A vain, crude man, but regarded by such as Moselles as being fair in his dealings (as Moselles sometimes might not be!) Odo Trappet was happy to learn there would be another tavern he could get a hand in.
“To you I should come for my sides of beef and my lambs and pig. I hope that I might have need of only one cow, one pig, and two lambs per week. Do you think that is fair?”
“I would say perhaps, if since as you tell me, you are supplying a tavern and not an inn. Should you have an inn then overnight guests would want their morning meat as well. All the same, yes, I charge eight shillings per cow and two shillings per pig and three per spring lamb. Of course winter lamb will cost you the same!” he laughed. But I knew he was cozzing me, for winter lamb cannot cost the same, that is the law.
“I will arrange for our helpers to come to see you before each week begins then. You will know them by our sign, the will present on each bill. Please sign each bill so that we know this has been delivered and that we owe you. Payments I shall make on each Friday, I shall ride to town as this and stop and talk to all of my people. Does that sound fair?”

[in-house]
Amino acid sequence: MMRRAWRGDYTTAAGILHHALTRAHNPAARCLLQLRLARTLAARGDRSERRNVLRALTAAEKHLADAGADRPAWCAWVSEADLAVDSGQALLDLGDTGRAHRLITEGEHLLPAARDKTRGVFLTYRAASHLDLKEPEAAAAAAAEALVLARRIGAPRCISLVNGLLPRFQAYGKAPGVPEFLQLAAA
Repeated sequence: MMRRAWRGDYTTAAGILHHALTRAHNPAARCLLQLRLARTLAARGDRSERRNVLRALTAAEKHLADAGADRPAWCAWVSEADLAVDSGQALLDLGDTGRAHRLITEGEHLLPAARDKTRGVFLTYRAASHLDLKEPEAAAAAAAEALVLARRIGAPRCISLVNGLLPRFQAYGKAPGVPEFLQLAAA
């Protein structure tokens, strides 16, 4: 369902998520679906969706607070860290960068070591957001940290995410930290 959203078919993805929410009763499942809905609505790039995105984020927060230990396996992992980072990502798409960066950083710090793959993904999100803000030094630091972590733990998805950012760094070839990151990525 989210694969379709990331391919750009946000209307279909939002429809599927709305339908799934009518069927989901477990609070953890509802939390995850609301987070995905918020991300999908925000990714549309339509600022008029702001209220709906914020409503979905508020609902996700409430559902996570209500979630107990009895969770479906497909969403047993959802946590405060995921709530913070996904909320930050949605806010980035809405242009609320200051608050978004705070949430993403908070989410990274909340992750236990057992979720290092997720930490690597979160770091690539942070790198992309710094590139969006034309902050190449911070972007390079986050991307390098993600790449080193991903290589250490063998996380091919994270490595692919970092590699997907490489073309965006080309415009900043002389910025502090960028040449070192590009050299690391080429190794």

“It does. Only remember that on Fridays I close early... no later than three in the afternoon.”
“I shall note that.” He did seem to be honest, if bloody ugly, but I was learning not to lay much stock in the cut of a man’s clothing or the shape of his face. And I would remember, of course, about the early closing. He’d need to be the first person I saw in any case.
On my way toward the port, I saw a man who had been set in fetters who was locked into the pillory. He was being jeered at by a large group of passerby. Upon the pillory was a sign—“I sold rotted flesh!” and beneath his head and the pillory sat a large shank of beef. Clearly maggoty and smelling most horrible, this was the meat the man had tried to sell. It was a reminder to me that Mary and I would be resolved to honesty in our weights for food and not working “against the assizes” in any way. I was determined that neither of us would end up like this— like the old Songgemonger of London! Pilloried and taken as ammerced for cheating our patrons! Heaven forbid.